Annual art show features the artistic talents of individuals with brain injury from Monday, April 24 through Friday, April 28, in the South Concourse of the Empire State Plaza.
The show features large-scale Unmasking Brain Injury Display
ALBANY, NY: April 24, 2017 – The Brain Injury Association of New York State (BIANYS) announced today the return of their annual art show in Albany. For the 24th consecutive year, BIANYS will showcase the artistic talents of nearly 50 individuals with brain injury from Monday, April 24 through Friday, April 28, in the South Concourse of the Empire State Plaza.
An estimated 2.8 million Americans currently live with disabilities resulting from brain injury. Brain injury profoundly effects individuals’ physical and cognitive abilities and makes it extremely difficult or impossible for individuals to live full productive lives. For many, artistic expression is a way back; a way to reclaim their lives and sense of self-worth following their injury.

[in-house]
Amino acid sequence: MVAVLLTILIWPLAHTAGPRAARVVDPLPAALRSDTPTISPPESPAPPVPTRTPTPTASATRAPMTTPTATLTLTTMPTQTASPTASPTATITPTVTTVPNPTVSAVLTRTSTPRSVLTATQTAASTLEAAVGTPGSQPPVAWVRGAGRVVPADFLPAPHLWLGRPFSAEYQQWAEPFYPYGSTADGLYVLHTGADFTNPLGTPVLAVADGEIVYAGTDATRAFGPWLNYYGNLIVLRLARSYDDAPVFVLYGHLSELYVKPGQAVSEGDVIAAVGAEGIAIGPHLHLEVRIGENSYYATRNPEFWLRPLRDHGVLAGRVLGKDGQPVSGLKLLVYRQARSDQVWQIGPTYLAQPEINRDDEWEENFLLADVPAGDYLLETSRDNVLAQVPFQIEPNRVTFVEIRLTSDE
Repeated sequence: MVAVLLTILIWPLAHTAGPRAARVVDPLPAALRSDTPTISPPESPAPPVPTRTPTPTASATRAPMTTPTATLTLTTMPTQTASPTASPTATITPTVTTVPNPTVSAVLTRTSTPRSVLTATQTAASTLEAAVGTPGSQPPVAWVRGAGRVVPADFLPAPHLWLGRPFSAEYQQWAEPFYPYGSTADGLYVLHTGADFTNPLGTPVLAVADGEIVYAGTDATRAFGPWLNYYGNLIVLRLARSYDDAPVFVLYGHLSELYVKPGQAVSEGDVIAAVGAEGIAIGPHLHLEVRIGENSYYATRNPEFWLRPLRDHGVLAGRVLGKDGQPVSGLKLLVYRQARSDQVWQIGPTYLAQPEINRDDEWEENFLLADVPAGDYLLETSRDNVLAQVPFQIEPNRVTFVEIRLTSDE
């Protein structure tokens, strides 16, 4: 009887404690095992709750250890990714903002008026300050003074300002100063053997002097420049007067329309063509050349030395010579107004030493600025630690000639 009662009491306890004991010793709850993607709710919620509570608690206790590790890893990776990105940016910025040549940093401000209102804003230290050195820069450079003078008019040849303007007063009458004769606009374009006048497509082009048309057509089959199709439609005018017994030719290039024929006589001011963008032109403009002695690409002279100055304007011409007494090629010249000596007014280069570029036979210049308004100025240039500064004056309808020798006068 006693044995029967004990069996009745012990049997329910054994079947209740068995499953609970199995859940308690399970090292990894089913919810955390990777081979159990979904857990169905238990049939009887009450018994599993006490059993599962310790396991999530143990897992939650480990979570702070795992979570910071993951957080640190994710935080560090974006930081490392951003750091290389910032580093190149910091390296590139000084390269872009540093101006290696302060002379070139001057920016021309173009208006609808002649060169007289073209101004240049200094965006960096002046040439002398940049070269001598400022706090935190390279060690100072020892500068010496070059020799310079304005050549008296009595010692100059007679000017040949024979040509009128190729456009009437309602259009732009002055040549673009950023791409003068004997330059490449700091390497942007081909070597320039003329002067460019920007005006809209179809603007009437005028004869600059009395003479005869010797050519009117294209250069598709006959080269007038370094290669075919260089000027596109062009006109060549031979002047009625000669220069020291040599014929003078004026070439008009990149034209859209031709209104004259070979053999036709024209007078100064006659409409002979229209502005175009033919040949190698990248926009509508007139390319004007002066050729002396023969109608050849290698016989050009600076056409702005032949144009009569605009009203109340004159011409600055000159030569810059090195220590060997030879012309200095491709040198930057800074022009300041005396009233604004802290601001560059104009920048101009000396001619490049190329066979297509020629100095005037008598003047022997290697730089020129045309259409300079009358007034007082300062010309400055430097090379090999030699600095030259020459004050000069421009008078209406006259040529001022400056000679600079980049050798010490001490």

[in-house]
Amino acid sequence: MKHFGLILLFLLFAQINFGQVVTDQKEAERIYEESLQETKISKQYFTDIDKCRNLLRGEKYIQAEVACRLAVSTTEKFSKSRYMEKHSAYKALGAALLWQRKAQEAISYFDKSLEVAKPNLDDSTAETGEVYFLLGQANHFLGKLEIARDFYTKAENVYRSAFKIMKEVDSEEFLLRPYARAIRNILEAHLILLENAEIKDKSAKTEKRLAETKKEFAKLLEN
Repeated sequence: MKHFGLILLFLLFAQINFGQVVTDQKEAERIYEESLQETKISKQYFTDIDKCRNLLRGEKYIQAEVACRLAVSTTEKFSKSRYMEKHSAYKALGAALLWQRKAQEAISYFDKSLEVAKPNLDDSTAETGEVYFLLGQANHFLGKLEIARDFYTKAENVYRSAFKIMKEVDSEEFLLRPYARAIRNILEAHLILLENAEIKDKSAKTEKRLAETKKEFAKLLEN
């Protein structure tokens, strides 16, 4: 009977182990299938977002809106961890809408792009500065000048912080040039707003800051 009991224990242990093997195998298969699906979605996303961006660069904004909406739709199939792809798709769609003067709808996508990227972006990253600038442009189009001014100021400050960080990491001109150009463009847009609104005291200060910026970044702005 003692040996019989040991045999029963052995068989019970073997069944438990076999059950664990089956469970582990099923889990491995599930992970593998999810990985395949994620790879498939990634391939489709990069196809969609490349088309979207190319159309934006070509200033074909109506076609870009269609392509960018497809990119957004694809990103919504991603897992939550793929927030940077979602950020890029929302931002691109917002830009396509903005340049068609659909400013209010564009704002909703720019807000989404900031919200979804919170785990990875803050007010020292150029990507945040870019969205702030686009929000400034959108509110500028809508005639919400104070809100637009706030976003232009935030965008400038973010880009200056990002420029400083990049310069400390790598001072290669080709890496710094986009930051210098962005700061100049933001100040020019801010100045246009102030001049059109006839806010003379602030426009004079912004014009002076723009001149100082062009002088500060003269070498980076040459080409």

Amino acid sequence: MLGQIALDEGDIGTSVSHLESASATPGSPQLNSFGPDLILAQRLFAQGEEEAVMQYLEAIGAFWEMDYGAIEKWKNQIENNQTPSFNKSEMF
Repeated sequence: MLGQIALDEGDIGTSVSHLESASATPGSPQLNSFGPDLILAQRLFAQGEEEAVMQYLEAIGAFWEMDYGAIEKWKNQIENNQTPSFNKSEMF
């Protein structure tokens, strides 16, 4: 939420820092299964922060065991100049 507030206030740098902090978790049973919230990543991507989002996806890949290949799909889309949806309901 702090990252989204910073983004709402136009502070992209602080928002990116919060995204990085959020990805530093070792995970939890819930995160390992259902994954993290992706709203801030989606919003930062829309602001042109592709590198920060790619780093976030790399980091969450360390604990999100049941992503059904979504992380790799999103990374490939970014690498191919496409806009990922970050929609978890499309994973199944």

“The Brain Injury Association of New York State is honored to once again provide a creative outlet where dozens of individuals have the opportunity to showcase their work,” said Eileen Reardon, Executive Director for BIANYS. “Annually, the art show illustrates the strength, perseverance and talent of individuals impacted by brain injury and their individual journey of recovery. The art show provides a glimpse of these personal stories and is an inspiration for everyone who experiences it.”
The exhibit encompasses a wide variety of art displays and features a large-scale Unmasking Brain Injury display. Unmasking Brain Injury art is uniquely designed by individuals with brain injuries and promotes awareness of the prevalence of brain injury and gives survivors a voice and the means to educate others of what it’s like to live with a brain injury.
About Unmasking Brain Injury
The mission of Unmasking Brain Injury is to promote awareness of the prevalence of brain injury; to give survivors a voice and the means to educate others of what it’s like to live with a brain injury; to show others that persons living with a disability due to their brain injury are like anyone else, deserving of dignity, respect, compassion and the opportunity to prove their value as citizens in their respective communities.